Many were becoming annoyed with those who were rising in wealth. Farm modernization was disrupting family farms, provoking farmers to organize protest movements as never before, and they organized against what they thought were unfair shipping rates by the railroads. There was labor organizing, wage earners joining together to bargain with their employers or to strike for better hours, pay and working conditions. Child labor and compulsory elementary education were issues. Owners, on the other hands, wanted to be able to manage their businesses, their creations, without interference from a labor union or government bureaucracies. There was the belief that they had to pay their employees as little as possible to compete, and some believed that keeping employees at their job six days per week and 10 or 12 hours each day kept them away from the free time with which humanity did sinful things.
Economic growth and wealth creation meanwhile was feeding the kind of corruption called payoffs. A few big-city politicians were getting rich receiving payoffs from corporations. City officials had been swindling their city, which inspired attempts at reform but with only minor success.
A laissez faire or free market ideology was championed by an influential Yale sociologist and former Calvinist preacher, William Graham Sumner (1840-1910). He spoke up for liberty and survival of the fittest and against reformers bent on making an imperfect world worse. He described labor unions as having been formed for the purpose of complaining and furnishing "an easy living to some officers who do not want to work." (He also coined the term "ethnocentrism" and was opposed to imperialism.)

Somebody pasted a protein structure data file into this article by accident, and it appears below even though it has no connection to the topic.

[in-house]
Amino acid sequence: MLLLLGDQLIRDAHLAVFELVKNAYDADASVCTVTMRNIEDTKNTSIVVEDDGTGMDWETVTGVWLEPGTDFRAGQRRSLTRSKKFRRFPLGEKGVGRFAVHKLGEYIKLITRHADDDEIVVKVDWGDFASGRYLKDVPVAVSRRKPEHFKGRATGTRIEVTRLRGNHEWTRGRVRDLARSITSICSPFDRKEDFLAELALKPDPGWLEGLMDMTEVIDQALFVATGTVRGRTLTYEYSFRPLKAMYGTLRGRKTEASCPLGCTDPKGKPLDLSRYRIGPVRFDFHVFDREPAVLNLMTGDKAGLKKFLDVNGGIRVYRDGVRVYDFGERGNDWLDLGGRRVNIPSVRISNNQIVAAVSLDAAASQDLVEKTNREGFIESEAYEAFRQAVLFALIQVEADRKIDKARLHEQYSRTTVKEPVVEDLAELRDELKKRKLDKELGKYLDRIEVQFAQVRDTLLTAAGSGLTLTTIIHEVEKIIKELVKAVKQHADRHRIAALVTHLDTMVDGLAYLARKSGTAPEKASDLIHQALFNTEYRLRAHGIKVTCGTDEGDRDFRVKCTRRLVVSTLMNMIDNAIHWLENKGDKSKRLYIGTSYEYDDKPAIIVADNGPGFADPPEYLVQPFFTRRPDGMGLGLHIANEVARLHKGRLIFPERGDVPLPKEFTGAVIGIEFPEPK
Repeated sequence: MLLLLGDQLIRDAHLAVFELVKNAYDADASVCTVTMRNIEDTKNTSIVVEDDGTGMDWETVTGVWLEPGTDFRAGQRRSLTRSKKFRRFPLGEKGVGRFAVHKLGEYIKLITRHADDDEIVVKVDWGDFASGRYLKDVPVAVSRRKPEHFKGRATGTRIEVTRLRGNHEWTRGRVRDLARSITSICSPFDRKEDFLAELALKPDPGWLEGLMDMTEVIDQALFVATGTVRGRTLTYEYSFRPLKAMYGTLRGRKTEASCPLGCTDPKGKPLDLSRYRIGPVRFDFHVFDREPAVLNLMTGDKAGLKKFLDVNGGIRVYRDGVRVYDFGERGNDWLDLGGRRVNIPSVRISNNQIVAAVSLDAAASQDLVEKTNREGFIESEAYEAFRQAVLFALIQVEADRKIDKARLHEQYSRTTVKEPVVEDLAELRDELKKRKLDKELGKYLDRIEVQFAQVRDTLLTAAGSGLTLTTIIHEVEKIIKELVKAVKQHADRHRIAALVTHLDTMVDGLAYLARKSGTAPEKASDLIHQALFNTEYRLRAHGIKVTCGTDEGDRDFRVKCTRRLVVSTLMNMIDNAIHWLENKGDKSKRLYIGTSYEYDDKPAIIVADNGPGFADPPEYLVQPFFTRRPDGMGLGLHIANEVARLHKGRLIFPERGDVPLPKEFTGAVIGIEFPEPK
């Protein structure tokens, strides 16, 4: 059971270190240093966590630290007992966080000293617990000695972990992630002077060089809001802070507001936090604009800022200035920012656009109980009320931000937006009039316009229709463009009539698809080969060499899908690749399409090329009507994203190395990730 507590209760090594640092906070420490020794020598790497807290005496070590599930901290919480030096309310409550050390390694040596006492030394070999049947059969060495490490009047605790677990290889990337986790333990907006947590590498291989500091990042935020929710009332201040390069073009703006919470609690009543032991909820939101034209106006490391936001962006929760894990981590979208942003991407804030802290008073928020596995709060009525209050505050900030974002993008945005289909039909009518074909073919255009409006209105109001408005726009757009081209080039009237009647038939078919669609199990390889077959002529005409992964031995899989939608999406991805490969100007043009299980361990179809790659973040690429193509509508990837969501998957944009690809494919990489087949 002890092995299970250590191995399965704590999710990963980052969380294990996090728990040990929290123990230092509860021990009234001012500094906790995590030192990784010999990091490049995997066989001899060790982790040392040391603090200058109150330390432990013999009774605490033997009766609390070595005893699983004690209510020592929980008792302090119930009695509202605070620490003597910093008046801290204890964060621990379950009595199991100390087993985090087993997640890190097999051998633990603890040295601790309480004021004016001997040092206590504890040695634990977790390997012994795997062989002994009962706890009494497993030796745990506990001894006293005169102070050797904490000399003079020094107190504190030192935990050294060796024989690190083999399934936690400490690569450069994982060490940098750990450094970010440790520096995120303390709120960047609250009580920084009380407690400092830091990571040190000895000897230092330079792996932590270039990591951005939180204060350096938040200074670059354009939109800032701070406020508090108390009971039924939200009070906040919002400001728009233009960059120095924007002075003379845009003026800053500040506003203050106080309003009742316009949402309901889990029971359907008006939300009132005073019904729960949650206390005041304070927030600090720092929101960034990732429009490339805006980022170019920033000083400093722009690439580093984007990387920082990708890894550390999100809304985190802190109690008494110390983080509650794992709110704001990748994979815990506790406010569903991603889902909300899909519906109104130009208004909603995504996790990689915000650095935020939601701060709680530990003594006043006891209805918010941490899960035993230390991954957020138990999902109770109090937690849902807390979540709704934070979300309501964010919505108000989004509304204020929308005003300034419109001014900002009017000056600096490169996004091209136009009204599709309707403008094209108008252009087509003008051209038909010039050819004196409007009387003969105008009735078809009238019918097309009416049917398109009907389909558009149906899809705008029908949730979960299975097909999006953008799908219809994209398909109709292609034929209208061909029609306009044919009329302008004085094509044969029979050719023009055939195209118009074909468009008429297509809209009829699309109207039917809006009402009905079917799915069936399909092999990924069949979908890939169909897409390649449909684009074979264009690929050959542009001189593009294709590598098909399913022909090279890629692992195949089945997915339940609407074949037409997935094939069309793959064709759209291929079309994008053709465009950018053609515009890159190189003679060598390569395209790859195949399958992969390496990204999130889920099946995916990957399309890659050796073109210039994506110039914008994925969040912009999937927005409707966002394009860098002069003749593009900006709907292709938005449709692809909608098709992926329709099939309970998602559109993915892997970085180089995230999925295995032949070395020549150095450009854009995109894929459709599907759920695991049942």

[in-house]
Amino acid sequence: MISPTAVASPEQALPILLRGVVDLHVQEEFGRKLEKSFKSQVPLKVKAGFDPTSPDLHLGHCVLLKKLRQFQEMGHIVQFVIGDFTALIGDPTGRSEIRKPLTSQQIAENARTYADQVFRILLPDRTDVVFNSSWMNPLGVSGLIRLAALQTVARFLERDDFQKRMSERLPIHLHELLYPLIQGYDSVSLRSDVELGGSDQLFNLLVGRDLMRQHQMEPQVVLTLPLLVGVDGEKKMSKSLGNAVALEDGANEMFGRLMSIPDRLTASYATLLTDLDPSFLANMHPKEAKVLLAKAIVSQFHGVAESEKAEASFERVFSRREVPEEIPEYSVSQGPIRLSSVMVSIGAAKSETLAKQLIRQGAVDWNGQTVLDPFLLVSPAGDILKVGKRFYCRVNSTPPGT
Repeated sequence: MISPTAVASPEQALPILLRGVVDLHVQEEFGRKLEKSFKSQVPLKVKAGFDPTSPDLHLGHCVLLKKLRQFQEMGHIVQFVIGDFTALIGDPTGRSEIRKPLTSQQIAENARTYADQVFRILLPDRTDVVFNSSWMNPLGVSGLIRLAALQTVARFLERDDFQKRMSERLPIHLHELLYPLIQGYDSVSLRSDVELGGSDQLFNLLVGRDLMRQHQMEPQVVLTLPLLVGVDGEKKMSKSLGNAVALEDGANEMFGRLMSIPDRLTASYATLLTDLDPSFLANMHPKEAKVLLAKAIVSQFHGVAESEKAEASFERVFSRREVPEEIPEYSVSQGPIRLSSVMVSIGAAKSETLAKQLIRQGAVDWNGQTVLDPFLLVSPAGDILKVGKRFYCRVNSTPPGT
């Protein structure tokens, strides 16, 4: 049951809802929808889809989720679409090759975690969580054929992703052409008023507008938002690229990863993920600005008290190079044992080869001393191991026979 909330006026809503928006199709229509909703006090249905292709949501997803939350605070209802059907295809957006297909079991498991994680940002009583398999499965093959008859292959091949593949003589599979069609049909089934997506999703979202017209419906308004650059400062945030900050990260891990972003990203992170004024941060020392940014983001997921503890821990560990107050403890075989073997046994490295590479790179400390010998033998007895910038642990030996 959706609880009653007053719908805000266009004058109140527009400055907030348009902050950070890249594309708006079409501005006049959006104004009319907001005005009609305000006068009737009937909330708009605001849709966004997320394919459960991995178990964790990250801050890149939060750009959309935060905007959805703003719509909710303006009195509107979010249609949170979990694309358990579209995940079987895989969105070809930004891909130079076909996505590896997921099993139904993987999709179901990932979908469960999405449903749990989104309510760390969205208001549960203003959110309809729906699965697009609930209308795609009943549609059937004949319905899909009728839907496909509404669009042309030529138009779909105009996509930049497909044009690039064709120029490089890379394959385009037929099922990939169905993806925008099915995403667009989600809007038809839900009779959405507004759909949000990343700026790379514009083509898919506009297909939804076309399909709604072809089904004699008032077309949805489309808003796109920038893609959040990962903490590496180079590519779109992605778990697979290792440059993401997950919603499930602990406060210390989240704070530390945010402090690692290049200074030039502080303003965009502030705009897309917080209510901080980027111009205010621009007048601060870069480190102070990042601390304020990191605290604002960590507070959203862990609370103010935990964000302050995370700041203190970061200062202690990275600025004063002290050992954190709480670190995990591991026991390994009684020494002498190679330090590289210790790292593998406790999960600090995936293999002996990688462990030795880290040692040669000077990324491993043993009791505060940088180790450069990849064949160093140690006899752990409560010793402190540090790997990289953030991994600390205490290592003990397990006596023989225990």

As was his sociologist colleague Herbert Spencer, Sumner was a Social-Darwinist. And so too was the industrialist John D. Rockefeller (1839-1937(, one of the country's most famously wealthy. Some were scapegoating Rockefeller, seeing evil not in anything like a free market capitalist economy but Rockefeller himself.
Rockefeller had started working at the age of sixteen as an assistant bookkeeper — with no Donald Trump-like advantage from his father (who was a con artist). Rockefeller became adept at calculating transportation costs, which would serve him when he acquired his own business. He would eventually be described as a vicious money-grabber, labeled as a "Robber Baron" and accused of making his fortune by chicanery. He was accused of monopolizing the oil trade (which mostly produced kerosene before the automobile created a demand for gasoline in the 20th century. But he was basically honest. Although a Social Darwinist he was interested in people enough to teach Sunday school. He was religiously devout — a Northern Baptist. From age of sixteen he gave a small percentage of his income to charity. There was little philanthropy by the wealthy in the early 1880s, but in 1884 Rockefeller funded a college for African-American women in Atlanta. And he would become one of the first great benefactors of medical science, founding in 1901 the Rockefeller Institute for Medical Research.